Risk factors for falls during treatment of late-life depression.
2002 Oct
[Lithium].
2004 Mar
[Lithium gluconate 8% in the treatment of seborrheic dermatitis].
2007 Apr
Anti-inflammatory effects of lithium gluconate on keratinocytes: a possible explanation for efficiency in seborrhoeic dermatitis.
2008 Jun
Hexavalent chromium affects sperm motility by influencing protein tyrosine phosphorylation in the midpiece of boar spermatozoa.
2016 Jan
Patents

Sample Use Guides

Optimal patient response to Lithium Carbonate usually can be established and maintained with 600 mg t.i.d. Optimal patient response to Lithium Oral Solution usually can be established and maintained with 10 mL (2 full teaspoons) (16 mEq of lithium) t.i.d. Such doses will normally produce an effective serum lithium level ranging between 1.0 and 1.5 mEq/l. Dosage must be individualized according to serum levels and clinical response. Regular monitoring of the patient’s clinical state and of serum lithium levels is necessary. Serum levels should be determined twice per week during the acute phase, and until the serum level and clinical condition of the patient have been stabilized.
Route of Administration: Oral
Although lithium at a high concentration (10 mM) activated β-catenin in different types of neurons, β-catenin shifted to the nucleus at a therapeutically relevant concentration (1 mM) only in thalamic neurons, both in vivo and in vitro.
Substance Class Chemical
Created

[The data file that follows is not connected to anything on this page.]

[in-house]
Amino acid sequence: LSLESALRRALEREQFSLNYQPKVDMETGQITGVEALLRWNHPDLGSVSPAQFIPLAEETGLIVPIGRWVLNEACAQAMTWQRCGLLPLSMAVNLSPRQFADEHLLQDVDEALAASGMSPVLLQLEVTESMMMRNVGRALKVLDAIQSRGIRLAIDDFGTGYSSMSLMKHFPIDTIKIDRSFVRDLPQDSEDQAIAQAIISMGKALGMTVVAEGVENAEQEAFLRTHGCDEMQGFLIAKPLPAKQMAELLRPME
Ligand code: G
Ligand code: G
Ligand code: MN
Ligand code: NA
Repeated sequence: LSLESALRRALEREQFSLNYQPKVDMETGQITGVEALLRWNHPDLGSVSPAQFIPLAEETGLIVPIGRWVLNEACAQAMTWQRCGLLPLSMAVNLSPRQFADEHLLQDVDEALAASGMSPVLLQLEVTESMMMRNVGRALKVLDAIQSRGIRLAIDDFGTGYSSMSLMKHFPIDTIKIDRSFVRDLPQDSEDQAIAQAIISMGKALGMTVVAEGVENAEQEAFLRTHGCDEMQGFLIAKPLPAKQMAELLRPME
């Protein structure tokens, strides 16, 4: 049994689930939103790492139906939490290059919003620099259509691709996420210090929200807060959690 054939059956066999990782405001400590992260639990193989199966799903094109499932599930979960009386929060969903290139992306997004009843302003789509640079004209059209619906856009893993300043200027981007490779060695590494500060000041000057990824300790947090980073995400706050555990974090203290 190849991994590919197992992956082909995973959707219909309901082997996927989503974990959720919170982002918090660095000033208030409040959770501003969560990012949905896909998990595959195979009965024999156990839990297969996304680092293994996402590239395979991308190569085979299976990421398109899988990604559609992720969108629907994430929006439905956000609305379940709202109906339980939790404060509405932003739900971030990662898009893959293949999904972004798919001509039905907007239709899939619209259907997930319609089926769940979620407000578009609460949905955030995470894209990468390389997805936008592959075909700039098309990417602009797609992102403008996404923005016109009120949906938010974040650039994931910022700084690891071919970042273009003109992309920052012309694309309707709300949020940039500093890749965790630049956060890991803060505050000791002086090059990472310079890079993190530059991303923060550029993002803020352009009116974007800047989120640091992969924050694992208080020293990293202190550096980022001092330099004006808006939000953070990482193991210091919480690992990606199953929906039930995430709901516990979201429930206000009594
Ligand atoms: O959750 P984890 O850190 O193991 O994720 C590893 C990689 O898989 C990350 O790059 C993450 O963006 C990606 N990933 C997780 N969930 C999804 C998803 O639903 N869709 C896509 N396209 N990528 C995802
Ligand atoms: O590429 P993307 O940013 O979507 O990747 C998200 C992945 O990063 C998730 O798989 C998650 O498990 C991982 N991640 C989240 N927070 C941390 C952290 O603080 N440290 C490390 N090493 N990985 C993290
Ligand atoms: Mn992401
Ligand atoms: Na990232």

by admin
on Fri Dec 15 17:43:41 GMT 2023
Edited
by admin
on Fri Dec 15 17:43:41 GMT 2023
Record UNII
27MNF4VNM5
Record Status Validated (UNII)
Record Version
  • Download
Name Type Language
MONOLITHIUM SUCCINATE
Systematic Name English
BUTANEDIOIC ACID, LITHIUM SALT (1:1)
Common Name English
LITHIUM SUCCINATE, MONOBASIC
Common Name English
LITHIUM HYDROGEN SUCCINATE
Systematic Name English
BUTANEDIOIC ACID, MONOLITHIUM SALT
Common Name English
Code System Code Type Description
PUBCHEM
25021852
Created by admin on Fri Dec 15 17:43:41 GMT 2023 , Edited by admin on Fri Dec 15 17:43:41 GMT 2023
PRIMARY
FDA UNII
27MNF4VNM5
Created by admin on Fri Dec 15 17:43:41 GMT 2023 , Edited by admin on Fri Dec 15 17:43:41 GMT 2023
PRIMARY
EPA CompTox
DTXSID90169251
Created by admin on Fri Dec 15 17:43:41 GMT 2023 , Edited by admin on Fri Dec 15 17:43:41 GMT 2023
PRIMARY
CAS
16090-09-8
Created by admin on Fri Dec 15 17:43:41 GMT 2023 , Edited by admin on Fri Dec 15 17:43:41 GMT 2023
NON-SPECIFIC STOICHIOMETRY
CAS
17229-80-0
Created by admin on Fri Dec 15 17:43:41 GMT 2023 , Edited by admin on Fri Dec 15 17:43:41 GMT 2023
PRIMARY
Related Record Type Details
PARENT -> SALT/SOLVATE
PARENT -> SALT/SOLVATE